Many individuals think of him as the father ofhistory; others like to call him the father of untruths. Whatever your view ofHerodotus’ work is, truly Herodotus started another way of composing history inwhich human brain research assumes a major position. He was the primary historianwho extremely considered the reasons why things occurred and did not constrainhis narratives to simply realities. His book “The Histories” proves all theunmistakable features that he used through his portrayal of facts and also thenatural examination that he incorporated to his storyline about questionablepoints like the meaning of what legends truly were.
In the course of Herodotus’description of the facts that occurred during the war between Persians andGreeks, Herodotus displayed the qualities and properties which make a genuinehero. In his book, Herodotus discussed Xerxes, the ruler of the Persians whoconducted the offense against the Greeks, and Leonidas, the ruler of theSpartans who battled with respect and honor against the Persians. To Herodotus’mind, in spite of the fact that Xerxes won the war with an enormous perk,Leonidas was the genuine hero of the story since he stood up to the enemy with anawesome enthusiasm, lowliness, quality, and valiance. The fundamentalconceptualization that Herodotus holds about a hero is that it must be somebodywho takes after the attributes of the way of life. Xerxes, who was the ruler ofPersia and who broke out the war between Persians and Greeks, does not fit intothis portrayal. Without a doubt, Herodotus makes uncommon comment on Xerxes’violations of the Persian culture. He incorporates into his story the sensationaldemand of Xerxes to stick Leonidas’ head on a pole when he saw his dormantbody. This appeal, be that as it may, conflicts with the traditions of Persianswho, more than any other society, according to Herodotus, honor people who arecourageous in battle.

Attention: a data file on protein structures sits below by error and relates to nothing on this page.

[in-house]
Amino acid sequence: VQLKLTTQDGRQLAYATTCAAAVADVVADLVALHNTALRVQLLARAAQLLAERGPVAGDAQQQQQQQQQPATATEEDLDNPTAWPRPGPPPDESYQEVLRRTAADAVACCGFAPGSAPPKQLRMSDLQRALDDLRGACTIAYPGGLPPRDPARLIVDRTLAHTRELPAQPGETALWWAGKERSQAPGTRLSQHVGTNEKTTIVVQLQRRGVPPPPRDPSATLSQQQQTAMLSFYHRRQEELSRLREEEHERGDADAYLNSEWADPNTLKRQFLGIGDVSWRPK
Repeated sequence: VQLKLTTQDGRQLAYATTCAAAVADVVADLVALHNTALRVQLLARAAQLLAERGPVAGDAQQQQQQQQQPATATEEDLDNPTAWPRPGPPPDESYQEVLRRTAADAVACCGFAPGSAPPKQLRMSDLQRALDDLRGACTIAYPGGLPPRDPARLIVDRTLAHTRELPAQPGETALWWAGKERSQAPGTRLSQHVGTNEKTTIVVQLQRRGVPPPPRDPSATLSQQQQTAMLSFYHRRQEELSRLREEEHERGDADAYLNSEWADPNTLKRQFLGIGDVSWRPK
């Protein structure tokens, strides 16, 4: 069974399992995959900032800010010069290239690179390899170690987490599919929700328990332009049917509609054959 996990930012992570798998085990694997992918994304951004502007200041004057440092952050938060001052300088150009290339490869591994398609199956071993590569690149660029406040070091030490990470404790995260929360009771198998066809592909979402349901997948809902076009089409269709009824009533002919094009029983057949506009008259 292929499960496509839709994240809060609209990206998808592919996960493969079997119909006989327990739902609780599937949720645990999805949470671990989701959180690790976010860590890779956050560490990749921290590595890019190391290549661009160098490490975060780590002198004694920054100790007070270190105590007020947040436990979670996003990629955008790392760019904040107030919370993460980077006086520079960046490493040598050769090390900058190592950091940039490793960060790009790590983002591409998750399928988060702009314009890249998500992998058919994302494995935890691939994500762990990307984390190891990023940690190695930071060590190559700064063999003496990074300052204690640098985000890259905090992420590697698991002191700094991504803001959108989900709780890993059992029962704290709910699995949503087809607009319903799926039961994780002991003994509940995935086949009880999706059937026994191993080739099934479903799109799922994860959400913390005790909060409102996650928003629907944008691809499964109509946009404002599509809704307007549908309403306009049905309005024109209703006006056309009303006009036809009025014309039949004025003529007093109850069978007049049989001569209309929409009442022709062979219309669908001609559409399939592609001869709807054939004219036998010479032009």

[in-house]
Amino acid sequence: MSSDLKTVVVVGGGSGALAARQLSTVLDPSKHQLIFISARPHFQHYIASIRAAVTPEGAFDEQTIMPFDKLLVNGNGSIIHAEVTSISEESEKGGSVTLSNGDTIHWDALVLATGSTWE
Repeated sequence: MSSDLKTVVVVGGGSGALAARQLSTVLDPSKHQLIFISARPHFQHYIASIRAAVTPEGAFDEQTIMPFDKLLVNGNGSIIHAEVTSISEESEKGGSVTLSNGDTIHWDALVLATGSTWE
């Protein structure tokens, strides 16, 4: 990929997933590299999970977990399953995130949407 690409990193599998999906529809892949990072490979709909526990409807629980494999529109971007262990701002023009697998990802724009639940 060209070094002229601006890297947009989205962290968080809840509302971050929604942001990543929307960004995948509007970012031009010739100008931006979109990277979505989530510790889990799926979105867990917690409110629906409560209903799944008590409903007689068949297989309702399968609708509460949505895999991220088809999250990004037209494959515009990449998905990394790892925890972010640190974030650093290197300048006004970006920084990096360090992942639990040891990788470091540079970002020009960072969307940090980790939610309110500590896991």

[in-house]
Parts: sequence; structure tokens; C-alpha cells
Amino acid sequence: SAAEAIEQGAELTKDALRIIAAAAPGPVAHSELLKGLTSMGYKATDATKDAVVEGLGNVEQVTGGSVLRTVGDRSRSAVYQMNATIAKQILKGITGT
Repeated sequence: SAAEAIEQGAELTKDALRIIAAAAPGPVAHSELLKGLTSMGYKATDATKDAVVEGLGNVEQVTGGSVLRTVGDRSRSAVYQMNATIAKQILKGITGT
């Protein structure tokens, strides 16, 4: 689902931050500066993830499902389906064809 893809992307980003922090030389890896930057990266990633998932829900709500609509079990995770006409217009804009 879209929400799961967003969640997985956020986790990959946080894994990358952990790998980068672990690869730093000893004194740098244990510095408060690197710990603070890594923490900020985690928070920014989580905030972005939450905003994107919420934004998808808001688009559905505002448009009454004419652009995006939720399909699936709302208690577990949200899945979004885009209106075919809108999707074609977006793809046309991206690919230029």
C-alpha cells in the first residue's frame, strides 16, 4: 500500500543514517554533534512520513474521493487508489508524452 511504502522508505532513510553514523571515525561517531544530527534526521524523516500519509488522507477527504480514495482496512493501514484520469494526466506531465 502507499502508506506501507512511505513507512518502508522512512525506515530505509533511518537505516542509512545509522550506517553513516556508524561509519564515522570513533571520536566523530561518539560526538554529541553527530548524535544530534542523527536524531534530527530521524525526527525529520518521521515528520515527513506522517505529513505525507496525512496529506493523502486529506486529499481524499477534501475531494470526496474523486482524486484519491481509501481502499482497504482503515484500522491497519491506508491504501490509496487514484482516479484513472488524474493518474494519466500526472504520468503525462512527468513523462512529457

Then again, Leonidas demonstrated an awesome associationto his country’s conventions and traditions in the course of his life. He nevergave up within his defense for liberty, as he knew it was his duty to stay andbattle courageously for his country. Leonidas went about as a man of values who surrendered under no assumption.Indeed, he never considered the probability of surrendering. Leonidas was acontender, a man who might battle until the point